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Make Ahead Pork Potstickers are easy to make. Grab a friend and make a big batch to keep in your freezer for a lightening fast meal or appetizer that you can make right from the freezer! Make sure to read the notes to learn how to freeze potstickers for later!
If you had told me 5 years ago that my kids would frequently beg me to make potstickers for dinner I would have laughed in your face. At that time, there was no way that those kids would put something that wasn’t immediately identifiable in their mouth (unless of course it was in a candy wrapper), but a few years ago they shocked both of us by suddenly becoming somewhat adventurous when a trip to a Chinese restaurant made them curious enough to lay off the chicken strips and pick up some chopsticks.
My son (the most daring of the two) will try anything at least once and in the process has discovered a love of Swiss chard, water chestnuts and fried calamari. My daughter has declared her love of “anything Asian” on her plate (which is mostly a love of soy sauce. That girl craves salt). I’m just happy that throwing a new dish in front of my kids isn’t always met with eye rolls and heavy sighs.
The thing with ordering potstickers at a restaurant is that there are never enough. Therefore, we make our own at home and keep them in the freezer for a quick dinner option. Now, I want to say that while putting these potstickers together is not difficult, it is time consuming. That’s why we always make a huge batch to keep in the freezer. They cook really fast though whether they are fresh or frozen.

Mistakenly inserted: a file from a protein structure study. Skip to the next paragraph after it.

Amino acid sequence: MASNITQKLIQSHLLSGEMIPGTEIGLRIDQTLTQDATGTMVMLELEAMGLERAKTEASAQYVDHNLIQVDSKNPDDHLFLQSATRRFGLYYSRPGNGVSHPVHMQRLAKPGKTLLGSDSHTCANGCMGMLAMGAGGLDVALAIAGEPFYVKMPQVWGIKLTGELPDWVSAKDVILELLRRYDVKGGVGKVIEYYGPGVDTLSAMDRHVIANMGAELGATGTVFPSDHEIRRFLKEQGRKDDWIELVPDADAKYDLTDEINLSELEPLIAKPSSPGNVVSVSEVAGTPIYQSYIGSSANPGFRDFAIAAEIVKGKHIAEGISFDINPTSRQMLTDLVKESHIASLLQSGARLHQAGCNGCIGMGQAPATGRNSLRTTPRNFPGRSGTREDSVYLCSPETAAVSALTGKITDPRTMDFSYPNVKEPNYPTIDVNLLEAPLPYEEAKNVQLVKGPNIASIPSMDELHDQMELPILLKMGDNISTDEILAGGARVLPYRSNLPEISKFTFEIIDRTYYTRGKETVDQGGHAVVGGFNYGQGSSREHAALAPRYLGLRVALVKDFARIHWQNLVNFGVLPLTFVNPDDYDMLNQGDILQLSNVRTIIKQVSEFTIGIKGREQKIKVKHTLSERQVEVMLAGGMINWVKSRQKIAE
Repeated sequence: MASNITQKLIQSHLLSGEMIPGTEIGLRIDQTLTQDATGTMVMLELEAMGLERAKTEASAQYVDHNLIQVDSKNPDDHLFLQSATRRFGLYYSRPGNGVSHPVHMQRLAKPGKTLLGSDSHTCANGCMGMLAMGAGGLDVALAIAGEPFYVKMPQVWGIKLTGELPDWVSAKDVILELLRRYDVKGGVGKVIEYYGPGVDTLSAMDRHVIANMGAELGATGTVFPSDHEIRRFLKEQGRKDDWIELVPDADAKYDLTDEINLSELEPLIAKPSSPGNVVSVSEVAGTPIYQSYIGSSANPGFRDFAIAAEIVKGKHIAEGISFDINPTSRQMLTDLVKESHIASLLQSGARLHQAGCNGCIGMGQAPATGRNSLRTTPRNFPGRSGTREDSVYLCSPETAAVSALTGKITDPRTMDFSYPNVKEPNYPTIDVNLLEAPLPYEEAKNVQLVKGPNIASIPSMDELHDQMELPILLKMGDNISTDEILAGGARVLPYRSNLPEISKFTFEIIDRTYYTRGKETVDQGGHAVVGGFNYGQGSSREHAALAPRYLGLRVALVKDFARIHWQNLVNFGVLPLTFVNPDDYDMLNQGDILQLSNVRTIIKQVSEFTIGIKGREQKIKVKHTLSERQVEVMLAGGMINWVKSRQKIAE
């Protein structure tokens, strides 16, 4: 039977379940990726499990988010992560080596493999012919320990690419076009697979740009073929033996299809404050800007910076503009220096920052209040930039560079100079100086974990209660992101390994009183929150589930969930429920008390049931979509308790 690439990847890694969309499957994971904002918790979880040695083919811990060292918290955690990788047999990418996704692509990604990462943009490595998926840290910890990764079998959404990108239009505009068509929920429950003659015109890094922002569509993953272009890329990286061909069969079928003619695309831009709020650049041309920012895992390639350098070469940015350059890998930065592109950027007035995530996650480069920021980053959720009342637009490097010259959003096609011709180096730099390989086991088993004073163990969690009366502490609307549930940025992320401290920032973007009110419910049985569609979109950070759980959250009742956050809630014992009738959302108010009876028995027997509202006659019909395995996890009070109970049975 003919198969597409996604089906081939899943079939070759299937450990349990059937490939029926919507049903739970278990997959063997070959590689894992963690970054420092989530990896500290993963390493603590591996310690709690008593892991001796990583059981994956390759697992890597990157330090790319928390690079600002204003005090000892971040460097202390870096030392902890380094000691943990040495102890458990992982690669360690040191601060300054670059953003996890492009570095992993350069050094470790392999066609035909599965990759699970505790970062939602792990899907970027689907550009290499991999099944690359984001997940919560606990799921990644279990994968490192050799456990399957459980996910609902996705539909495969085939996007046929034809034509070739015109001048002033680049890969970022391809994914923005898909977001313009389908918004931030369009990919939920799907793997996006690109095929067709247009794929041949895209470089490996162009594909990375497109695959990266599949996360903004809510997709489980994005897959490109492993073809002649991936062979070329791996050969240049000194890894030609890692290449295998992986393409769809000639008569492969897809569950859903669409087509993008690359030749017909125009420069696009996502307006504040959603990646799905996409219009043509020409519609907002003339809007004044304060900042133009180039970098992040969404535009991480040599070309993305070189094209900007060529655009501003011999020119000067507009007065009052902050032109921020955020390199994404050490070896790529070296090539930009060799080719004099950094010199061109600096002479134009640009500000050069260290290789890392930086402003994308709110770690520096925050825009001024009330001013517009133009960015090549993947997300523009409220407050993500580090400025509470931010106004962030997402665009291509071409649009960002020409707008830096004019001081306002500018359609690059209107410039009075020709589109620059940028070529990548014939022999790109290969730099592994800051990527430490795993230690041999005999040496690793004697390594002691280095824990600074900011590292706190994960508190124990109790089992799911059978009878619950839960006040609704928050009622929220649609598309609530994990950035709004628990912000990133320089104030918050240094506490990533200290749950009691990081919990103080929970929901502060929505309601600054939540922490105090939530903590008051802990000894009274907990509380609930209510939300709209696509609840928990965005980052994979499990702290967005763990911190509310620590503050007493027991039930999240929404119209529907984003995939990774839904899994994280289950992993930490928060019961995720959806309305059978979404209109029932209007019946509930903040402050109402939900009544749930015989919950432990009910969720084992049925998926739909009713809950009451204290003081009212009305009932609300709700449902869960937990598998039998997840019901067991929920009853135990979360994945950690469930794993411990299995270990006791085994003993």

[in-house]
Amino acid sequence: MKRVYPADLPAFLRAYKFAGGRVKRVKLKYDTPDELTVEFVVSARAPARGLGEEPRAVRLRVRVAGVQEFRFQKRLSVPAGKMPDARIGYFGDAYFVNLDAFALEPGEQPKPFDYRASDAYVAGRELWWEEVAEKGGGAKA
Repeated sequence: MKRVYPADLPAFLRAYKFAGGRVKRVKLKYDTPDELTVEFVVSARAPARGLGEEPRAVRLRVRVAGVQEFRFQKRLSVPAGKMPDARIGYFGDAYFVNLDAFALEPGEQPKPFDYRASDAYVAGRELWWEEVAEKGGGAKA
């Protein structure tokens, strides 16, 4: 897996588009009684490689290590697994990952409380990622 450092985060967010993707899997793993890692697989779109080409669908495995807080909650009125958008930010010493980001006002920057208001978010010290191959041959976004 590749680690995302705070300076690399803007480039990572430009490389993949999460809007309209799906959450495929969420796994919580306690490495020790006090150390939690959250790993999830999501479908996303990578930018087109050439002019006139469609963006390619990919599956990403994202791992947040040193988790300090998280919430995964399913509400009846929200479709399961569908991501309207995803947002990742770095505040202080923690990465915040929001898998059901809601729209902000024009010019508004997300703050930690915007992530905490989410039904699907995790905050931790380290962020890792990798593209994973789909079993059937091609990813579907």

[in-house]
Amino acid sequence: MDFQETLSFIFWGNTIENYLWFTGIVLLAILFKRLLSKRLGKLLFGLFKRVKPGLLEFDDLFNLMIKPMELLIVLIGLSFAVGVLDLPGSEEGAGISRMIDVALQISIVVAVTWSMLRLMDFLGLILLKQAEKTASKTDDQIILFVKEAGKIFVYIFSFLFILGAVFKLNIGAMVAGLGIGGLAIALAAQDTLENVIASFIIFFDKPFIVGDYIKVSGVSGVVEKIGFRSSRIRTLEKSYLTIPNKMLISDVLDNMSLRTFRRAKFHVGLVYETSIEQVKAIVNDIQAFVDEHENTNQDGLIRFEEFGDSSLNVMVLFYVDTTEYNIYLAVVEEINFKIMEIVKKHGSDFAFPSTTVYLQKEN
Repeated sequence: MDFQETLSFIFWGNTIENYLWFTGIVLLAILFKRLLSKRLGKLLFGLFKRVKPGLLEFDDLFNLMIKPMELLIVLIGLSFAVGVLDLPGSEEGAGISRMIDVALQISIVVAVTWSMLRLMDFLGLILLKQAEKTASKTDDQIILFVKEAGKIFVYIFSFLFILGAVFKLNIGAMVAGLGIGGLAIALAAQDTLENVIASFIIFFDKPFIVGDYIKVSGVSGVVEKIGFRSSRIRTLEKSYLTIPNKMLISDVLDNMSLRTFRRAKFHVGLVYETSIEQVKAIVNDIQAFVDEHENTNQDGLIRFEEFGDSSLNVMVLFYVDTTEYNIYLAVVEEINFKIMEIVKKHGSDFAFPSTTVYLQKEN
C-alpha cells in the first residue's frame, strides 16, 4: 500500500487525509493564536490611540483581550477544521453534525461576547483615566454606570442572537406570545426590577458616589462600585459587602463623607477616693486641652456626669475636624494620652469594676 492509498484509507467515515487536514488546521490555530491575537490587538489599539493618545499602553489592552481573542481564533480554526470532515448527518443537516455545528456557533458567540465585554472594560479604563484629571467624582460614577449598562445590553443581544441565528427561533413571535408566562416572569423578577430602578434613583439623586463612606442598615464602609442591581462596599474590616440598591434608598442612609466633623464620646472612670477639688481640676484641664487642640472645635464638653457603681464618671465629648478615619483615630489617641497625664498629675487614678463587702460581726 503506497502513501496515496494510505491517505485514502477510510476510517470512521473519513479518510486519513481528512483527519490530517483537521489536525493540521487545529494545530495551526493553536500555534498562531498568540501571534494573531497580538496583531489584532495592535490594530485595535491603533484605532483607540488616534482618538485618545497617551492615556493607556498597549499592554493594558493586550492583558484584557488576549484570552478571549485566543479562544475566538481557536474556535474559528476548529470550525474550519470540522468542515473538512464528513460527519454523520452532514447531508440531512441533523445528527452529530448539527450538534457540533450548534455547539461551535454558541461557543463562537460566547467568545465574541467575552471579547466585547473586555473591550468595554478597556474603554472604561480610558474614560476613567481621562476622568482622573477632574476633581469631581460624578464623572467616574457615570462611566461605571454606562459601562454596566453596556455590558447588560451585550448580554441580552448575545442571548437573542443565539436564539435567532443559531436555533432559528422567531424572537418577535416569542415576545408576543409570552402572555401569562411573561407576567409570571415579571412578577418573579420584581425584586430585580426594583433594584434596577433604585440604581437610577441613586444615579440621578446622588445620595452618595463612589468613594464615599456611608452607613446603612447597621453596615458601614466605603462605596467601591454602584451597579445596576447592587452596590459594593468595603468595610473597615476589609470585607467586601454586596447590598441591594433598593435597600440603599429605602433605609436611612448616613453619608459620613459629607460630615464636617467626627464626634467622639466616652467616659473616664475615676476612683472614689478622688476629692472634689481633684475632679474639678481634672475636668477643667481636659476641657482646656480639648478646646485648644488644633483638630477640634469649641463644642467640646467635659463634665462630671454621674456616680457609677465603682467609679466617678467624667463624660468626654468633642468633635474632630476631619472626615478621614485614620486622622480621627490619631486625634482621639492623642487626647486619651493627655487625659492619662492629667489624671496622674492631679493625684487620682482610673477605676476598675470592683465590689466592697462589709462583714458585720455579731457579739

All of the ingredients listed are readily available at most grocery stores. You can substitute apple cider or sherry vinegar for the rice wine and you can cut egg roll wrappers in half and use those if you can’t find wonton wrappers.
- ¼ cup soy sauce
- 2 Tablespoons honey
- 2 teaspoon grated ginger
- ½ teaspoon sesame oil
- Pinch of red pepper flakes
- In a large bowl, combine filling ingredients except the wonton wrappers. Mix well and set aside. Prepare a work surface with a sheet pan lined with wax paper, a small bowl of water and a damp kitchen towel. Then, lay one wonton wrapper on a flat surface and place a rounded teaspoon of the pork filling in the center. Wet one finger and brush around the edges of the wrapper. Gently pick up the wrapper and bring the corners up to meet at the top like a knapsack. Press out all of the air and then seal the edges of the wonton. Repeat with the remaining wontons. The first couple that you do will look terrible, but don’t worry you’ll be an expert by the time you get to the end. And if the knapsack version is too difficult just fold the wonton over into a triangle shape.